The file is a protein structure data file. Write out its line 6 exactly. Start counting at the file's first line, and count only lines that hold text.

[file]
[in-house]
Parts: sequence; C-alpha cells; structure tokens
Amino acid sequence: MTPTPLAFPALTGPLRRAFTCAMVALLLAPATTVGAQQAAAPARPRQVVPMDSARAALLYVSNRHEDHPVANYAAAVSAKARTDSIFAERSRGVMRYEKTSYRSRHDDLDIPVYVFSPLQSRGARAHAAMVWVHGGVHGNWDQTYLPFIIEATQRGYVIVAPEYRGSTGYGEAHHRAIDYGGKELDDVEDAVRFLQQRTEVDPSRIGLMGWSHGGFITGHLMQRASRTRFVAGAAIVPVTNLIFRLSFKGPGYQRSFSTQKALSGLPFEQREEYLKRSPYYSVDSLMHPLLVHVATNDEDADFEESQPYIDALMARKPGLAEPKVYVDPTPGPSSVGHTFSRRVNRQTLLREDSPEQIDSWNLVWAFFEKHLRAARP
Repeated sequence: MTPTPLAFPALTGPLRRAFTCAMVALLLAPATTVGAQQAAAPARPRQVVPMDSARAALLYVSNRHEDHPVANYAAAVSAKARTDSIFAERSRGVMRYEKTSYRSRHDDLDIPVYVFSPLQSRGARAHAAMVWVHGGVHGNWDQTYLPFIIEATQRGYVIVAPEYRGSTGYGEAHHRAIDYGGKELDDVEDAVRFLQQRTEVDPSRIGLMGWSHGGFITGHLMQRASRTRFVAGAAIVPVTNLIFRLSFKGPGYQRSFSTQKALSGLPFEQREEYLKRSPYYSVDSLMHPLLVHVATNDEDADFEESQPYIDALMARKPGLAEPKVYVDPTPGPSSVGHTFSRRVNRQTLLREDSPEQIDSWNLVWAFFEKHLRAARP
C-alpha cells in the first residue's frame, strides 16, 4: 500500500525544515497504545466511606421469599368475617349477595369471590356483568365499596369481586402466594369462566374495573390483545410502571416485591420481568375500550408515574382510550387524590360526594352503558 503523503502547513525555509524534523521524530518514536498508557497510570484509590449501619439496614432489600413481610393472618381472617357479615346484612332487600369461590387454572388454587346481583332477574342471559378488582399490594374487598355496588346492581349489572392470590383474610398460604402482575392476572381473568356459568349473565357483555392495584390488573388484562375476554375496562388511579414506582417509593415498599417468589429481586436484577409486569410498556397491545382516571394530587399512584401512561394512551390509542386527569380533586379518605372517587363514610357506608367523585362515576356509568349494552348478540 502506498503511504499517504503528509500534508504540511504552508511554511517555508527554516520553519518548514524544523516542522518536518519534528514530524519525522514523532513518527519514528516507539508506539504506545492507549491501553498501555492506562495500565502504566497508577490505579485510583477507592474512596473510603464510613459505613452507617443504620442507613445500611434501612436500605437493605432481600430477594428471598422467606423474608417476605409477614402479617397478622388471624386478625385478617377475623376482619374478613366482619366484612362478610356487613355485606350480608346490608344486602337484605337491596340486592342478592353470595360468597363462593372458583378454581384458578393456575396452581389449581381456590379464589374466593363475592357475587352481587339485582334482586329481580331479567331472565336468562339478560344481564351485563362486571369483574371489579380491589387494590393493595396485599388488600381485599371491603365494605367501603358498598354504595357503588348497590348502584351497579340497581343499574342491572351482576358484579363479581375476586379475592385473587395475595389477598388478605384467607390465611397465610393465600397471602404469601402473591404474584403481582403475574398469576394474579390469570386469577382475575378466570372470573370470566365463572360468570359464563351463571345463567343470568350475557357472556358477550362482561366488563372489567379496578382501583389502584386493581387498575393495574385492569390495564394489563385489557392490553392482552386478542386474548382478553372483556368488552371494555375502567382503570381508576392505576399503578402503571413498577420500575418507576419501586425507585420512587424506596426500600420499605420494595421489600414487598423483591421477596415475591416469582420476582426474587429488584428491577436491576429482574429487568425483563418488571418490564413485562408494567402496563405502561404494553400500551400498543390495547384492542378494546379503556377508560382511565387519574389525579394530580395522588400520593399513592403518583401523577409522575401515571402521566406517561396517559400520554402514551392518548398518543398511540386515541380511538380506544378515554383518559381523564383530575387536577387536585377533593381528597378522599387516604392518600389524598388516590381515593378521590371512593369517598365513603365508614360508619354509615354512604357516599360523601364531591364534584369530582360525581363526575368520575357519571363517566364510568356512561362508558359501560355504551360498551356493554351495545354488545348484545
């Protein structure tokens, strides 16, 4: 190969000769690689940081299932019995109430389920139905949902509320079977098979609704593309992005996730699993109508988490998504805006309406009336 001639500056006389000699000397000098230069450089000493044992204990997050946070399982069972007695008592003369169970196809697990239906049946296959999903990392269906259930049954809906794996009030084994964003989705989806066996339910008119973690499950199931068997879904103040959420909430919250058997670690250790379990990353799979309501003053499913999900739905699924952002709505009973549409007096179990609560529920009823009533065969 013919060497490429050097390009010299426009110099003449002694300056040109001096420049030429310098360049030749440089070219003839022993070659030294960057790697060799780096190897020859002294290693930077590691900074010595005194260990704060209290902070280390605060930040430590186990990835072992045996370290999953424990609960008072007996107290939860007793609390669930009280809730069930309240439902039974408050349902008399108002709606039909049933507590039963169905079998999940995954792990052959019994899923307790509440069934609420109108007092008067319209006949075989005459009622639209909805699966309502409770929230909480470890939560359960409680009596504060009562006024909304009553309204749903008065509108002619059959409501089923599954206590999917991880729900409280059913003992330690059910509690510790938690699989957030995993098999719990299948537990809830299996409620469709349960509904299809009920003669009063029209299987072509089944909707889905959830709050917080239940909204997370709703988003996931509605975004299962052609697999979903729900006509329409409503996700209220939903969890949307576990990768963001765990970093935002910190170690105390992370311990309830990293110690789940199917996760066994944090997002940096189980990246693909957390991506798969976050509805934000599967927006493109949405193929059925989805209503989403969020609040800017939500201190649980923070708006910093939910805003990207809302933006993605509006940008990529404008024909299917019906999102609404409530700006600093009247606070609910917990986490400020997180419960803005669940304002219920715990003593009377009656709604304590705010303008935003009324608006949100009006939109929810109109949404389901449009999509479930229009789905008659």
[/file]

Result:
């Protein structure tokens, strides 16, 4: 190969000769690689940081299932019995109430389920139905949902509320079977098979609704593309992005996730699993109508988490998504805006309406009336 001639500056006389000699000397000098230069450089000493044992204990997050946070399982069972007695008592003369169970196809697990239906049946296959999903990392269906259930049954809906794996009030084994964003989705989806066996339910008119973690499950199931068997879904103040959420909430919250058997670690250790379990990353799979309501003053499913999900739905699924952002709505009973549409007096179990609560529920009823009533065969 013919060497490429050097390009010299426009110099003449002694300056040109001096420049030429310098360049030749440089070219003839022993070659030294960057790697060799780096190897020859002294290693930077590691900074010595005194260990704060209290902070280390605060930040430590186990990835072992045996370290999953424990609960008072007996107290939860007793609390669930009280809730069930309240439902039974408050349902008399108002709606039909049933507590039963169905079998999940995954792990052959019994899923307790509440069934609420109108007092008067319209006949075989005459009622639209909805699966309502409770929230909480470890939560359960409680009596504060009562006024909304009553309204749903008065509108002619059959409501089923599954206590999917991880729900409280059913003992330690059910509690510790938690699989957030995993098999719990299948537990809830299996409620469709349960509904299809009920003669009063029209299987072509089944909707889905959830709050917080239940909204997370709703988003996931509605975004299962052609697999979903729900006509329409409503996700209220939903969890949307576990990768963001765990970093935002910190170690105390992370311990309830990293110690789940199917996760066994944090997002940096189980990246693909957390991506798969976050509805934000599967927006493109949405193929059925989805209503989403969020609040800017939500201190649980923070708006910093939910805003990207809302933006993605509006940008990529404008024909299917019906999102609404409530700006600093009247606070609910917990986490400020997180419960803005669940304002219920715990003593009377009656709604304590705010303008935003009324608006949100009006939109929810109109949404389901449009999509479930229009789905008659």